To learn how much your company spends (on average) to hire one new employee, we’re going to use this simple formula:
Cost Per Hire = (External Costs + Internal Costs / Total Number of Hires)
To get our Cost Per Hire, we need to add up how much is spent on the following line items (below) over the last year. Then, we divide that number by the total number of people hired during the same exact period. It’s really that easy.
Add up all your costs associated with the following:
- internal recruiting staff (include the time your hiring managers spend interviewing potential employees)
- third-party agencies
- applicant tracking software and screening/interviewing tools
- company career websites, marketing and content
- job boards and job-listing services (include LinkedIn, job board ads, advertisements, subscriptions etc.)
- employee referral programs (include program costs and all fees paid out to employees)
- college recruiting efforts
- social media tools and maintenance (include LinkedIn, Facebook, Twitter etc.)
- all other recruiting-related expenses (reference/background checks and all administrative costs associated with setting on-boarding new employees)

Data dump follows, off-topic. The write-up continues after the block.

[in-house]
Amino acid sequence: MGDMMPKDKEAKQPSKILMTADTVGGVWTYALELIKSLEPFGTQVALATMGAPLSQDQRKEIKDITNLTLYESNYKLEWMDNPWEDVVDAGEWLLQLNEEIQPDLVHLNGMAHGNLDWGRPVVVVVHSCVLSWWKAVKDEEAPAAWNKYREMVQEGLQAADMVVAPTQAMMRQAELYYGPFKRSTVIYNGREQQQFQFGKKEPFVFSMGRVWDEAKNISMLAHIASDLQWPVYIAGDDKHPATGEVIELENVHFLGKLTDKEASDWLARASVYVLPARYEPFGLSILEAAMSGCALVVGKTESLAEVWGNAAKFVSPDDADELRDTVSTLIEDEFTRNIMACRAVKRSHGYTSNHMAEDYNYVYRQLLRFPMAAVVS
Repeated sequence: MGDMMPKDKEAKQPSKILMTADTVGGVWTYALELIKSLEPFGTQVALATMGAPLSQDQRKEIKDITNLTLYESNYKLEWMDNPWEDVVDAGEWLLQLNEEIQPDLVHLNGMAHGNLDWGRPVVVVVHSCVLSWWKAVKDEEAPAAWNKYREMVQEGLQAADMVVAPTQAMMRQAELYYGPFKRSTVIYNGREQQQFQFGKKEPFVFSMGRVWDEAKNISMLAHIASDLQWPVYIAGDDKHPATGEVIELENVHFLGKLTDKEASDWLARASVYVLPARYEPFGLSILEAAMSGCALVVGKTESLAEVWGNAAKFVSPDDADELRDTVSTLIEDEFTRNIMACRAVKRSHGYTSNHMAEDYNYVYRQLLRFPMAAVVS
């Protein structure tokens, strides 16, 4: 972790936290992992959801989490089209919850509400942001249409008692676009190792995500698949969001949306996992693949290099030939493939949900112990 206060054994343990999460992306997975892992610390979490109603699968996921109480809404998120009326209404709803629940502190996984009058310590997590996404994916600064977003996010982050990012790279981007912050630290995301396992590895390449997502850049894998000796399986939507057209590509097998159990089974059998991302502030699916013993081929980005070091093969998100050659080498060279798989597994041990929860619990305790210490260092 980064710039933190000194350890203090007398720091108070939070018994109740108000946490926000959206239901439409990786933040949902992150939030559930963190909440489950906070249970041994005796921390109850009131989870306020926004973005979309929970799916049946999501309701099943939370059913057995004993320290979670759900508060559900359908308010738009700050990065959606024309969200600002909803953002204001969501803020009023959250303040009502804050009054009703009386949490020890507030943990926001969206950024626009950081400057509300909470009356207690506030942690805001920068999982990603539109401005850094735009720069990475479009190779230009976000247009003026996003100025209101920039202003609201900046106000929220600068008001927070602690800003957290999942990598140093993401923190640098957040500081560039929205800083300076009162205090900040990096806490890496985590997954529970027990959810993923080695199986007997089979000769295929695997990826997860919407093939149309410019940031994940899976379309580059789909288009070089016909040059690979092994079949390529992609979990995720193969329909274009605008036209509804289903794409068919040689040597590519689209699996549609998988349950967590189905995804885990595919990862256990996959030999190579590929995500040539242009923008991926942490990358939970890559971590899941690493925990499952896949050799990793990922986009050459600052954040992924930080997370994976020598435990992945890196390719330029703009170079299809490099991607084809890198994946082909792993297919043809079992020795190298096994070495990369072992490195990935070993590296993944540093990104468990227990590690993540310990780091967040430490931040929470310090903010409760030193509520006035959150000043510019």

As an example: Let’s assume that all of your associated costs above add up to $300,000 over the last year. And let’s also assume that you hired 50 people over the exact same period. This would mean that your average cost per hire is:
$300,000/50 = $6,000
(Note: total costs are most likely higher because soft costs, and opportunity costs associated with not having the right people on board in the first place, are not included in our equation.)
While we do believe that reducing cost per hire is useful, it’s important to not lose sight of what’s most critical – and to us that is “quality of hire”.
When we focus everything on reducing cost per hire, we put our organizations at greater risk for poor candidate experience and may even hurt our ability to recruit effectively.
Why care about cost per hire at all? It’s a useful metric for when we want to know how and where we are spending on hiring. Knowing our cost per hire helps us to:
- reduce waste and redundancies in systems, processes and technologies across the talent acquisition function.
- speed up hiring and improve candidate experiences.
- and uncover inefficiencies in our recruiting process.
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